Mark Richt, I think we’ll all agree, is a pretty good quarterbacks coach. And it’s nice to wade through the hot seat, schedule talk and whatever annual noise there is about him to find some good Xs and Os stuff from him. Here’s something from Chris Brown, in an excellent piece about the learning curve at the position:
… As defenses have become increasingly sophisticated, quarterbacks now need more options than simple key-defender reads provide. The answer was the progression read, which forces a quarterback to look at one receiver after another until he gets to the first open man. The progression read removes the need to look directly at defenders, but it doesn’t mean a quarterback should be looking directly at receivers, either.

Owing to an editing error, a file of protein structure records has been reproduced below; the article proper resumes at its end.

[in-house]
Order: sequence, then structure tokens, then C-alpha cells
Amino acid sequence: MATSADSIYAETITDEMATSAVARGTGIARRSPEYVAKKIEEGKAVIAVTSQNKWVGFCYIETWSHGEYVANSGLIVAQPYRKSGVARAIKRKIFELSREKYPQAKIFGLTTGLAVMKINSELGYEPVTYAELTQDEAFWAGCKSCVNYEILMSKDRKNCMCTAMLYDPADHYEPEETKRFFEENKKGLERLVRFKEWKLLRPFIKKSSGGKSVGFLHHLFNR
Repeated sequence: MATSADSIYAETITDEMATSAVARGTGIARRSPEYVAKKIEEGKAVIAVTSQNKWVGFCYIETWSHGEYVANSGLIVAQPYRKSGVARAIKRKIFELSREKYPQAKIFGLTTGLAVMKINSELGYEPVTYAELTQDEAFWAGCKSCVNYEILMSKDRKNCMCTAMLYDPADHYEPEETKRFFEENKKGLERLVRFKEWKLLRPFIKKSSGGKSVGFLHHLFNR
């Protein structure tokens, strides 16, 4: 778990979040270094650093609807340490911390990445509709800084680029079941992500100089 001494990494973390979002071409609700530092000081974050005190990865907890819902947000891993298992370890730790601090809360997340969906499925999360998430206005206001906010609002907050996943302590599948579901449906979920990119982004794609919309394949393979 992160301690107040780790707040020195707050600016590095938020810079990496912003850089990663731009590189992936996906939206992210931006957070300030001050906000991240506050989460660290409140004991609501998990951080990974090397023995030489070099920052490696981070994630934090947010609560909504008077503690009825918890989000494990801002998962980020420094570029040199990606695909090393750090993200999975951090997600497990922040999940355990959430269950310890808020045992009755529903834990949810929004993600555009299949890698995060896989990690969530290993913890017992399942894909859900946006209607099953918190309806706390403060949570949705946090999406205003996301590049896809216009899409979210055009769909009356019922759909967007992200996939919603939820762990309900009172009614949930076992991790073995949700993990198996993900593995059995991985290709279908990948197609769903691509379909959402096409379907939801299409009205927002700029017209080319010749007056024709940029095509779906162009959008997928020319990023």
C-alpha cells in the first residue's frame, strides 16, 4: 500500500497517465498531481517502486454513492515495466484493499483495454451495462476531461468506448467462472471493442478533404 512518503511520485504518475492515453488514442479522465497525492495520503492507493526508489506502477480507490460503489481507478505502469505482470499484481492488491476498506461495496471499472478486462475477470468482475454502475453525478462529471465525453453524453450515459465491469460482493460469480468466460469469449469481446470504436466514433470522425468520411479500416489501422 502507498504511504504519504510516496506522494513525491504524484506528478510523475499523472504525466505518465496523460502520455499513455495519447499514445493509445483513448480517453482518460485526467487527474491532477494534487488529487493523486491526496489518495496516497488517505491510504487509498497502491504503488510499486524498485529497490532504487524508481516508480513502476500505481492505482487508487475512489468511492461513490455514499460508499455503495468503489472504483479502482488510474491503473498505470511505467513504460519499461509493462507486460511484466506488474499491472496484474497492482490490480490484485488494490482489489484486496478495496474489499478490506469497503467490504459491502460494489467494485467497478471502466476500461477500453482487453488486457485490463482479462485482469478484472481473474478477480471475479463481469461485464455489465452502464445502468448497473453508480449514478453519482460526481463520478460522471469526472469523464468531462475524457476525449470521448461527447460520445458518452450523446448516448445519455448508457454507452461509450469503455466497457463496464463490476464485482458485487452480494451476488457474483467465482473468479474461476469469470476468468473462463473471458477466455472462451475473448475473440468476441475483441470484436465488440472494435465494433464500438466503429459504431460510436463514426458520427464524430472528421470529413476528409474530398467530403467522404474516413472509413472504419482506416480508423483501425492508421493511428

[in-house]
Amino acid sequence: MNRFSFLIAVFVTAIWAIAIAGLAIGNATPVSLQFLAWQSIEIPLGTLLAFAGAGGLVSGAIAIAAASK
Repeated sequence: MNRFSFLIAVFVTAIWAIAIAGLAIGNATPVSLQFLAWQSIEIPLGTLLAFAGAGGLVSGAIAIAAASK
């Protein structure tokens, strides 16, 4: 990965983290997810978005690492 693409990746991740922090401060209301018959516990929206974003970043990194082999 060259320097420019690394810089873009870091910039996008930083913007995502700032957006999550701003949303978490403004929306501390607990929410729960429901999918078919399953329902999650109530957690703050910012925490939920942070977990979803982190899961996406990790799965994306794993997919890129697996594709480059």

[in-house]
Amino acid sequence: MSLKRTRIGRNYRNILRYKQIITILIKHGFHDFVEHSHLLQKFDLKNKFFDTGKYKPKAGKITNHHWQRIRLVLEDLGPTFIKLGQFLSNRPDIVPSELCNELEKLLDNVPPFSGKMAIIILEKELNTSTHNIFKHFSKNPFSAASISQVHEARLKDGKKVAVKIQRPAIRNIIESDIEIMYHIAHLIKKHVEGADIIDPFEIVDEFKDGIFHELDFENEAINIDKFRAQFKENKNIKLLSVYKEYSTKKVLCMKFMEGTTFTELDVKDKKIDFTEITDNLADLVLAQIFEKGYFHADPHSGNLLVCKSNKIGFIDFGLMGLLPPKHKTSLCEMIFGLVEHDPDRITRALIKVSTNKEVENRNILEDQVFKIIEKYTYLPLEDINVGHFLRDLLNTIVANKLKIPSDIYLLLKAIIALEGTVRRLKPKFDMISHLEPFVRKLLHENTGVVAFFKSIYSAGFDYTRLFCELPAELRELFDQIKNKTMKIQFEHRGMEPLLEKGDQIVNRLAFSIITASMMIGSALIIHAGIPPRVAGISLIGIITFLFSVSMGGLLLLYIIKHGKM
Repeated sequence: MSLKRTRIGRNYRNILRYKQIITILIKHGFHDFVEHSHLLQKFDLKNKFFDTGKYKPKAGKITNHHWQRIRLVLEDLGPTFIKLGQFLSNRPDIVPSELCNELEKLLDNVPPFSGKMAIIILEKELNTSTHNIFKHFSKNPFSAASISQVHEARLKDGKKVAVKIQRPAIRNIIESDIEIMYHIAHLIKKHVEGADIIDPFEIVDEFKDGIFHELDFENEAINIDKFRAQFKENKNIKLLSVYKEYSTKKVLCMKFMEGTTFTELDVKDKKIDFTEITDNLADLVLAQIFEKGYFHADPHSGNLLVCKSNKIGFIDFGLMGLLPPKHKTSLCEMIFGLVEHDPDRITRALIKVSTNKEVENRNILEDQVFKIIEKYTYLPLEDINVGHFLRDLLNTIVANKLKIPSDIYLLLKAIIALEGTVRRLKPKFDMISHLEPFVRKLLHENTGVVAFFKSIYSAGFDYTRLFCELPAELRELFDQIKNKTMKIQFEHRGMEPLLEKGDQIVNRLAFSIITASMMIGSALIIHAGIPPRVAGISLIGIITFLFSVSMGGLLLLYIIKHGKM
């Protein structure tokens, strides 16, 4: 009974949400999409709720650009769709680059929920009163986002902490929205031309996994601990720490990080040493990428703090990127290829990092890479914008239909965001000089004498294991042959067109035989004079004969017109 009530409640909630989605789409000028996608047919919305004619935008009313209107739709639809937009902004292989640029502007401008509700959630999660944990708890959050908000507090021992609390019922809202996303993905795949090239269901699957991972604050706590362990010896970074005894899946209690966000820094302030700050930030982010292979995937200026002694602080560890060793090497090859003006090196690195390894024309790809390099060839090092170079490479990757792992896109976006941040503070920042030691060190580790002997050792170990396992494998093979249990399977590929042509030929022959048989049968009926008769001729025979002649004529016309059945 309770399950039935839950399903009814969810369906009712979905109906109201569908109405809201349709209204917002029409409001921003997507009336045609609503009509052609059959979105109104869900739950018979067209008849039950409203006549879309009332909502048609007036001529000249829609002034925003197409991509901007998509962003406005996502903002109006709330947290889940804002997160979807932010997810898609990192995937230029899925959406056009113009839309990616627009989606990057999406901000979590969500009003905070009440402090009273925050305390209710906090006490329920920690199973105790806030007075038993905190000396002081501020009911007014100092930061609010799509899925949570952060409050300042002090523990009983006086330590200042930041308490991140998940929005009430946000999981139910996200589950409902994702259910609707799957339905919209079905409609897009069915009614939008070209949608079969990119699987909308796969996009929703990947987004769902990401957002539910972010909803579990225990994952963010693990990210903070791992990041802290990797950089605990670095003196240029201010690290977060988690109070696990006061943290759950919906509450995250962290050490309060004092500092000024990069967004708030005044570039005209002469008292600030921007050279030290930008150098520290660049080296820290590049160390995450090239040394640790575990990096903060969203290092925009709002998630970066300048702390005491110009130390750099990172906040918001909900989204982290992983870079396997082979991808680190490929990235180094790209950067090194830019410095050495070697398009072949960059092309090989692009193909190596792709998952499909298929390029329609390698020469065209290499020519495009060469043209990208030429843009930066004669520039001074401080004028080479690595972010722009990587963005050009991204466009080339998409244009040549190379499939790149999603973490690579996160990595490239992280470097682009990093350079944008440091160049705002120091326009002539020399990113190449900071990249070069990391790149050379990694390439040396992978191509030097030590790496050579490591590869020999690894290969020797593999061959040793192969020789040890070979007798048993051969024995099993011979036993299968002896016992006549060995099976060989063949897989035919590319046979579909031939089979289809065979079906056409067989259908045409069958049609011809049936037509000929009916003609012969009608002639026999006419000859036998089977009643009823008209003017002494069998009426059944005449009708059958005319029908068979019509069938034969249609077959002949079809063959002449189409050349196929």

“I don’t tell our guys to look at a defender,” Georgia head coach Mark Richt said at a coaching clinic. “If our quarterback is looking at a defender, then his vision is too tight. Let’s say he looks at the Will [weakside] linebacker and the Will linebacker flies out to the flat. If he flies out to the flat, I better hit the slant, right? Well, what if the Mike [middle linebacker] runs that way and picks your slant? It’s because you told him to look at the Will.”
The quarterback isn’t looking for defenders. He’s looking for passing lanes — open windows through which he can throw the ball. “I tell them to look to the area,” said Richt. “You look to the slant area, to the curl area. If there’s nothing between you and him, throw it in there. If there’s someone in the throwing lane, then go to the next read.”
Sure, it’s just one part of the package, but it’s what he and Bobo have had Aaron Murray drilled on for four seasons.
Watch this clip at the 1:32 mark and then the replay and you can see Murray scan the field as the play develops before throwing to Marlon Brown.